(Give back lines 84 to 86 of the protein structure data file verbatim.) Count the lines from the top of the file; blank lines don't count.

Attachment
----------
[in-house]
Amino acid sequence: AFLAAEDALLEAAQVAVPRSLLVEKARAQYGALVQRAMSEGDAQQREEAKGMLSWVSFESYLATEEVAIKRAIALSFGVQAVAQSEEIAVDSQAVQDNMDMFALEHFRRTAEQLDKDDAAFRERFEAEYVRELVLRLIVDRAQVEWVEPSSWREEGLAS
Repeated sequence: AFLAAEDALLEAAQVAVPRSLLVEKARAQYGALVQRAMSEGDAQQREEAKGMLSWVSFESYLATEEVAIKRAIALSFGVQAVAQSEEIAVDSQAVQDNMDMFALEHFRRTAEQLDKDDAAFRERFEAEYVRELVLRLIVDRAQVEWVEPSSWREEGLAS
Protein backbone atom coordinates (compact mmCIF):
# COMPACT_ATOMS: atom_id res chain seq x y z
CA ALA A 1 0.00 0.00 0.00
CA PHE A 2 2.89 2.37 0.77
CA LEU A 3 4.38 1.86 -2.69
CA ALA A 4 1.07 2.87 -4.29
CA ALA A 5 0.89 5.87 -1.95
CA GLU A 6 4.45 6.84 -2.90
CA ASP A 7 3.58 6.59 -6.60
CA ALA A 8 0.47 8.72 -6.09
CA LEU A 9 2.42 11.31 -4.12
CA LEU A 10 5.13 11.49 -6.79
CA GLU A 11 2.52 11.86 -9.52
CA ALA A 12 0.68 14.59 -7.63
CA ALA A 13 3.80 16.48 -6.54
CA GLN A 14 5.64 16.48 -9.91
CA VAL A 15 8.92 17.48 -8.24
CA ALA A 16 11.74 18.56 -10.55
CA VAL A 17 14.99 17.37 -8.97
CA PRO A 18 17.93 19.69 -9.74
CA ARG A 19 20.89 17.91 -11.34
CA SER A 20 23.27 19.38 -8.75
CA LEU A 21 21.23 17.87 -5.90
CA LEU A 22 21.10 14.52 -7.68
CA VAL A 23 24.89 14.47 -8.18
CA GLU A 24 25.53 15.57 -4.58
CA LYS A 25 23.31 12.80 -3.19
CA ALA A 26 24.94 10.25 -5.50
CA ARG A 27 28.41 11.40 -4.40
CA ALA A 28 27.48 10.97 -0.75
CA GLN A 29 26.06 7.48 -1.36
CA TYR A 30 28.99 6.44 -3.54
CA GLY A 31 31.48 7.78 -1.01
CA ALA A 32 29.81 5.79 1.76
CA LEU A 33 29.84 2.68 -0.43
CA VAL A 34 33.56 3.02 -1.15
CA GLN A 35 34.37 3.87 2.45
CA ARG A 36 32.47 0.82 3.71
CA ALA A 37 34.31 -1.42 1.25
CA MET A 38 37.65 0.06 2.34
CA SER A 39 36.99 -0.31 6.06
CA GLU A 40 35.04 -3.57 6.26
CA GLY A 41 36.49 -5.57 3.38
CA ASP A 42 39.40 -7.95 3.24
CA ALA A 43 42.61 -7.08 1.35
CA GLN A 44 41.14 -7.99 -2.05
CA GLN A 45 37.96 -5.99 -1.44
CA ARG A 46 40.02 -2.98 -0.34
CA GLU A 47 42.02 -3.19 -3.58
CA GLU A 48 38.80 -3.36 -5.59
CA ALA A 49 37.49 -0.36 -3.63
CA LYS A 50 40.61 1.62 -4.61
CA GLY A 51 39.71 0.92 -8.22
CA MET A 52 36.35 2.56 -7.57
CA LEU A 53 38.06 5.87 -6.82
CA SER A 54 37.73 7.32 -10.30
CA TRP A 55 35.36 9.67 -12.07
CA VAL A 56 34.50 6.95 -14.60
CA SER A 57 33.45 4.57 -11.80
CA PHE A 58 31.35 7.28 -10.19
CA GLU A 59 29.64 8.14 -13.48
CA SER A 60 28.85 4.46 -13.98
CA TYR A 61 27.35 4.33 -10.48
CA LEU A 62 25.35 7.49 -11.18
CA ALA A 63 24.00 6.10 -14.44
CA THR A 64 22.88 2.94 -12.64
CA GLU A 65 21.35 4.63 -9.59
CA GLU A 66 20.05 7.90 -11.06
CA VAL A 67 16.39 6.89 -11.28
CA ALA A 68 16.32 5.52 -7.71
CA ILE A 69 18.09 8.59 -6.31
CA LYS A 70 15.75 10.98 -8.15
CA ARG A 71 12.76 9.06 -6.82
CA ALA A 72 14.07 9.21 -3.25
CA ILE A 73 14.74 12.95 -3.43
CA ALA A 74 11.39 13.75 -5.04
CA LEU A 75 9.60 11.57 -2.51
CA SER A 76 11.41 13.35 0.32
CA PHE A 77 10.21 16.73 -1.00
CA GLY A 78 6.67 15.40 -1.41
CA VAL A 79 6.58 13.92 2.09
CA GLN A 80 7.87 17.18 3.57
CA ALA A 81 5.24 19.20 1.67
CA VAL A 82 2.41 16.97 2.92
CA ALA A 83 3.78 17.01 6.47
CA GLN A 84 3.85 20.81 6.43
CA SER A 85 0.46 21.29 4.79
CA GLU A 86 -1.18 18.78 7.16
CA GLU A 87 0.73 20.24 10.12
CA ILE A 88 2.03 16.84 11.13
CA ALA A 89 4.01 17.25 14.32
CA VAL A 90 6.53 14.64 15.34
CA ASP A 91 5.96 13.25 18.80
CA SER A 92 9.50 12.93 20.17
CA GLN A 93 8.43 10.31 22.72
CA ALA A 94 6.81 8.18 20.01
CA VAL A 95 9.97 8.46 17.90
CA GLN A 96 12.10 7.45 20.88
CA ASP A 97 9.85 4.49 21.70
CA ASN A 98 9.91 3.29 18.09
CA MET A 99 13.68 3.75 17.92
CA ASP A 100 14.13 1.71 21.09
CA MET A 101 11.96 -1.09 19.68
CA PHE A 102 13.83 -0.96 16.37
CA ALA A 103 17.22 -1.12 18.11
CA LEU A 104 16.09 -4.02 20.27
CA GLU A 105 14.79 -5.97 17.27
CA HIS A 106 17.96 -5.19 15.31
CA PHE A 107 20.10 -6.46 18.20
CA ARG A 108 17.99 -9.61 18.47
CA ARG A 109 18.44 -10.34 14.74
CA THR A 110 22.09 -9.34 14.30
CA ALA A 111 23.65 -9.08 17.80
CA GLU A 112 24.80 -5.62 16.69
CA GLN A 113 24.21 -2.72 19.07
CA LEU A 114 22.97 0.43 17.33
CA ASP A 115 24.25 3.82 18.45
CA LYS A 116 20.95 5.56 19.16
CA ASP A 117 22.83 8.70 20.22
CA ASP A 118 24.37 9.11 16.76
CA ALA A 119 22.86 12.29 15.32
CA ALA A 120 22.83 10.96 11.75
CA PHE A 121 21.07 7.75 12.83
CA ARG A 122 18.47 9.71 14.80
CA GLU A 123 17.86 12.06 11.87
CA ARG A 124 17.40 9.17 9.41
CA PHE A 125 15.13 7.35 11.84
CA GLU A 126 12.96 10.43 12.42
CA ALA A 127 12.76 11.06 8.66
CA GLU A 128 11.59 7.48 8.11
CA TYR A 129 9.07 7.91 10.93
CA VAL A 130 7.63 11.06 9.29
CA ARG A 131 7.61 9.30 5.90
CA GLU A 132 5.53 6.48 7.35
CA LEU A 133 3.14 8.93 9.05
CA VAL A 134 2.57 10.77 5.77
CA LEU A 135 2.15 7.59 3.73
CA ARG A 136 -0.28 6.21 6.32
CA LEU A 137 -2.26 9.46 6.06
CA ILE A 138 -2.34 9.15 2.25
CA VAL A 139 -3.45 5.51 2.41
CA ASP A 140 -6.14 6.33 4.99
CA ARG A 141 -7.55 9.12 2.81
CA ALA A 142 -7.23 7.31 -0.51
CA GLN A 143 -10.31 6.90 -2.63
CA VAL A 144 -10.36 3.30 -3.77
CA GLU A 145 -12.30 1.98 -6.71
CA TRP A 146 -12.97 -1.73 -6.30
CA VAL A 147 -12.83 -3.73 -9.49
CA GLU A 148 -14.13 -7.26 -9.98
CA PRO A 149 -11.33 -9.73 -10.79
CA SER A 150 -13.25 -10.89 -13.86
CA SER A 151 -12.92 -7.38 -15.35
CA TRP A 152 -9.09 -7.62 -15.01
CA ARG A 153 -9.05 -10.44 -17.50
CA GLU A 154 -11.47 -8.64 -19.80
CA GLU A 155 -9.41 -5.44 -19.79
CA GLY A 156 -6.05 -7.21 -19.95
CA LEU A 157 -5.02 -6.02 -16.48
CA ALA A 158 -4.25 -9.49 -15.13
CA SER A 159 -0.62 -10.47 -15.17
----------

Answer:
CA VAL A 79 6.58 13.92 2.09
CA GLN A 80 7.87 17.18 3.57
CA ALA A 81 5.24 19.20 1.67